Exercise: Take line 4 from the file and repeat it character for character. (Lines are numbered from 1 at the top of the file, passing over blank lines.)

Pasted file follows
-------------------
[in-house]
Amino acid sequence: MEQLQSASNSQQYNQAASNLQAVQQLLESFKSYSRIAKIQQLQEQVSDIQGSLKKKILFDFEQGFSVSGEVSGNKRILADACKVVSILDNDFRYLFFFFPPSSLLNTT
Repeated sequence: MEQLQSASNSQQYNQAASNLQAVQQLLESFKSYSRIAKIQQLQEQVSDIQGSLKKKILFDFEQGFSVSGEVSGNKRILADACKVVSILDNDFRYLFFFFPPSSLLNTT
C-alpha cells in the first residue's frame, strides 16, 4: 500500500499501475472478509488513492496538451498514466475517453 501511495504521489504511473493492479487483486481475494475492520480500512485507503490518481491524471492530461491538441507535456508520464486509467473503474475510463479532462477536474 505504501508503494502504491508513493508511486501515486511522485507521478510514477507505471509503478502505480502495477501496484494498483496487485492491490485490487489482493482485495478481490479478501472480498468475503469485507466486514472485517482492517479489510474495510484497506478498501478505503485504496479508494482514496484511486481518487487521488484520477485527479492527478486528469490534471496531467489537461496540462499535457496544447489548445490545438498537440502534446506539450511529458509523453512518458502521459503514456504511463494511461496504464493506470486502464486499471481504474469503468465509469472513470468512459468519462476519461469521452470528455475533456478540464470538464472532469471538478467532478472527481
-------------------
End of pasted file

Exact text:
C-alpha cells in the first residue's frame, strides 16, 4: 500500500499501475472478509488513492496538451498514466475517453 501511495504521489504511473493492479487483486481475494475492520480500512485507503490518481491524471492530461491538441507535456508520464486509467473503474475510463479532462477536474 505504501508503494502504491508513493508511486501515486511522485507521478510514477507505471509503478502505480502495477501496484494498483496487485492491490485490487489482493482485495478481490479478501472480498468475503469485507466486514472485517482492517479489510474495510484497506478498501478505503485504496479508494482514496484511486481518487487521488484520477485527479492527478486528469490534471496531467489537461496540462499535457496544447489548445490545438498537440502534446506539450511529458509523453512518458502521459503514456504511463494511461496504464493506470486502464486499471481504474469503468465509469472513470468512459468519462476519461469521452470528455475533456478540464470538464472532469471538478467532478472527481